Normally, I'd never post a review for a book I haven't finished. However, this one is so far beyond belief that I cannot bring myself to listen any further. I received an audio copy of this from the Early Reviewers program, so I really tried and tried and tried to listen to the whole thing. Normally I really enjoy audio books, and had been looking forward to this one.
Well...here's what the publisher wants us to get excited about:
Lucy Hull, a young children’s librarian in Hannibal, Missouri, is unsure where her life is headed. That becomes more than a figure of speech when her favorite patron, ten-year-old Ian Drake, runs away from home and Lucy finds herself in the surprise role of chauffeur.I disliked both main characters--I found them cardboard, stereotypical, and just plain unbelievable. If I were the President of Holyoke College, I'd be disavowing any knowledge of Lucy the librarian as a graduate. A college graduate? Really? My 4th grade granddaughter has more common sense and brains than this one! This girl (and she's a girl -- a stunted, stilted non-adult) is vapid and locked in a dreamworld.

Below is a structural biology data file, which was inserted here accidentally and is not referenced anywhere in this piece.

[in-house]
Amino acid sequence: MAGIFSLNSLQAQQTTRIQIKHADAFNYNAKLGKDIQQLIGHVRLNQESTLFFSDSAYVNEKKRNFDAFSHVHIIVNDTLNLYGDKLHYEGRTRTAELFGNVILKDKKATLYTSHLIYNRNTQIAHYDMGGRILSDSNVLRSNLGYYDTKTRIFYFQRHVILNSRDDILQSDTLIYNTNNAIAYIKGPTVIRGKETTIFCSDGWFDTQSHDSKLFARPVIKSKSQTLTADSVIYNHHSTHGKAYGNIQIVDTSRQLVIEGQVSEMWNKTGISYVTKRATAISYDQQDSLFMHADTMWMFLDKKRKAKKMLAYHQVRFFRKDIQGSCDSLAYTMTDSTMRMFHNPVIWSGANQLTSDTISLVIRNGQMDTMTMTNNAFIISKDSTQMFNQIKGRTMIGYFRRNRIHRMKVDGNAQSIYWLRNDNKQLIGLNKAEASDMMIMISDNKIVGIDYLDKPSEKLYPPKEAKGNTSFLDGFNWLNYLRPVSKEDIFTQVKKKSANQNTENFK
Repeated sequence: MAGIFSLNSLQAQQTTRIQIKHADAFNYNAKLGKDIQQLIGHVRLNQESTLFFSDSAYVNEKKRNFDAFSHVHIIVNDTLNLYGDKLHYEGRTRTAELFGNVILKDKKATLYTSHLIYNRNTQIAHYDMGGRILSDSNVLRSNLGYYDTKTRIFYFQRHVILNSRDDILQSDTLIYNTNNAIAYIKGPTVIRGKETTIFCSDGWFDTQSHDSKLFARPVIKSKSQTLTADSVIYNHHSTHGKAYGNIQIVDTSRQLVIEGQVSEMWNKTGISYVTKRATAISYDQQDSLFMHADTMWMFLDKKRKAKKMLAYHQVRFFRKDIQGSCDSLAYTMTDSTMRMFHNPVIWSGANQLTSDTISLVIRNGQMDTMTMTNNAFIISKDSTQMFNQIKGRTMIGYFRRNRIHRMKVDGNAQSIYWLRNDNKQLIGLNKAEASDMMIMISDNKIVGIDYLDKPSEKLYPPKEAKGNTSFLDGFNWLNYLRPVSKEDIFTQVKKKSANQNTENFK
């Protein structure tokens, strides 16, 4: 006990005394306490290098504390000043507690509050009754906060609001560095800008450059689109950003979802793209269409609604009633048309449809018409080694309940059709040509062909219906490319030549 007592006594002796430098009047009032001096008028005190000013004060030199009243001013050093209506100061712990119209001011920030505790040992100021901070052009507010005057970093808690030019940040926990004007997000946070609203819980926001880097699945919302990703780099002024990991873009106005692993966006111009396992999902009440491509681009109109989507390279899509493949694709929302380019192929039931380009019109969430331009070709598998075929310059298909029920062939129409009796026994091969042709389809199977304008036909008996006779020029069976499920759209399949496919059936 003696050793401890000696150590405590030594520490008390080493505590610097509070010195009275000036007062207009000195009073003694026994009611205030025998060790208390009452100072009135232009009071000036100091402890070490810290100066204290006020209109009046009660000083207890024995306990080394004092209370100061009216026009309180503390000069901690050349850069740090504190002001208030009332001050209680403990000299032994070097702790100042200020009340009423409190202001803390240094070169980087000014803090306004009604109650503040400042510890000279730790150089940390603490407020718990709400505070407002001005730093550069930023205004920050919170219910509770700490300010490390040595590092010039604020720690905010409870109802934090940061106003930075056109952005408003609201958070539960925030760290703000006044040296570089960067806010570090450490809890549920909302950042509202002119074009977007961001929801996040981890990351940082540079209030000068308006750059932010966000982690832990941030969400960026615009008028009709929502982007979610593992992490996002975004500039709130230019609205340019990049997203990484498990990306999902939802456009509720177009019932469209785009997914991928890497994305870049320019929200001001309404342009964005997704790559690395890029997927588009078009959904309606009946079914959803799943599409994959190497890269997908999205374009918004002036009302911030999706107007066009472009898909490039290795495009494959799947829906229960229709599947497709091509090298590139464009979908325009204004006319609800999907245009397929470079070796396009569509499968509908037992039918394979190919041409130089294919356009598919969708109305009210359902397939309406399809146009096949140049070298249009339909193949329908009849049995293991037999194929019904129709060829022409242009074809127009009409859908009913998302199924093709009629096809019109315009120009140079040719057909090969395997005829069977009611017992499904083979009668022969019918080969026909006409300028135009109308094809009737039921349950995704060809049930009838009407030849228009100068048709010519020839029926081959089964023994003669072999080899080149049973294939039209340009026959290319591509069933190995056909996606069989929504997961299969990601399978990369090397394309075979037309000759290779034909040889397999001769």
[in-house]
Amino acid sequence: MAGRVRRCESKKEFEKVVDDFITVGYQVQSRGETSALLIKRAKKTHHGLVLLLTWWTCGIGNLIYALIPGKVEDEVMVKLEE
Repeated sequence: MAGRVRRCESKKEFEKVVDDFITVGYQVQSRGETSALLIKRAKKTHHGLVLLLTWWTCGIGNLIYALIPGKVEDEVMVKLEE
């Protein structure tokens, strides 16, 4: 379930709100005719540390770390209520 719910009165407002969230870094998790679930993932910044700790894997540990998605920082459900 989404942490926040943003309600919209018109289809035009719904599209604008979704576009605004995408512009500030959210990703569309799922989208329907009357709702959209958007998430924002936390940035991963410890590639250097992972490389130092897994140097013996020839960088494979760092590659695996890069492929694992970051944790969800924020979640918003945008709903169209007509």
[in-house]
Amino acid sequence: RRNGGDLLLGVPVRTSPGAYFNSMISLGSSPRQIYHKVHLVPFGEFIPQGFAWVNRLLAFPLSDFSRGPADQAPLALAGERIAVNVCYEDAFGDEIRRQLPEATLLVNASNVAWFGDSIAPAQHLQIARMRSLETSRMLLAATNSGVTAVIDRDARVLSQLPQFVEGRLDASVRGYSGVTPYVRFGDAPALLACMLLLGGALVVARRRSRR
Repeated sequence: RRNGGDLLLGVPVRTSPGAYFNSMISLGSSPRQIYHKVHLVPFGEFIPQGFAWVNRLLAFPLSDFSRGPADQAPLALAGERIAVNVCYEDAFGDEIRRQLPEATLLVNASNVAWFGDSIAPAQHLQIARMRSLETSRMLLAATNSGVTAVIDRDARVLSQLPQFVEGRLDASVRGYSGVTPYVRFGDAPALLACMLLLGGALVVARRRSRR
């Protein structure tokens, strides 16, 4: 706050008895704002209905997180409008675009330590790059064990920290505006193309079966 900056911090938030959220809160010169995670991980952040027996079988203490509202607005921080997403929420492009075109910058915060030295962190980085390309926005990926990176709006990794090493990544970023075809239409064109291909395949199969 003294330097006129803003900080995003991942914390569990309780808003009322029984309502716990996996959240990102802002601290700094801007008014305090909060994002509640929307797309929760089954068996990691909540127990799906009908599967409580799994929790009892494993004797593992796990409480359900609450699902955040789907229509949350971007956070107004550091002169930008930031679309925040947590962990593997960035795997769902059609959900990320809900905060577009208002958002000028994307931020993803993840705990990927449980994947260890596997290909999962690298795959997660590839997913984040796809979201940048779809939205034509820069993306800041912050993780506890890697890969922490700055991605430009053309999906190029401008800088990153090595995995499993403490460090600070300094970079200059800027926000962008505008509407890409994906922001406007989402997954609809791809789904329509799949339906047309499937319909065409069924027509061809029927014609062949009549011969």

The precocious Ian is addicted to reading, but needs Lucy’s help to smuggle books past his overbearing mother, who has enrolled Ian in weekly anti-gay classes with celebrity Pastor Bob. Lucy stumbles into a moral dilemma when she finds Ian camped out in the library after hours with a knapsack of provisions and an escape plan.
The odd pair embarks on a crazy road trip from Missouri to Vermont, with ferrets, an inconvenient boyfriend, and dubious family history thrown in their path. But who is actually running away? And from what?
The child Ian is a manipulative brat, and his mother is certainly an obnoxious, moronic religious fanatic, but.............that is no reason to glorify his running away and Lucy's kidnapping him and letting a 10 year old run her life. Can you say arrested development? Trying to sugar coat this exercise in juvenile delinquency in a cocoon of children's stories that are more suitable to pre-schoolers than a 10 year old and a mid-20 year old, only adds insult to the reader's already bruised intelligence. I simply could not continue with this one. I finished 4 of 8 discs, but it was just too painful to read more.
I suppose if you're into fantasy you might like this one, and maybe someday I'll be able to bring myself to finish it, but for now, the pragmatic math major adult in me just couldn't finish this one.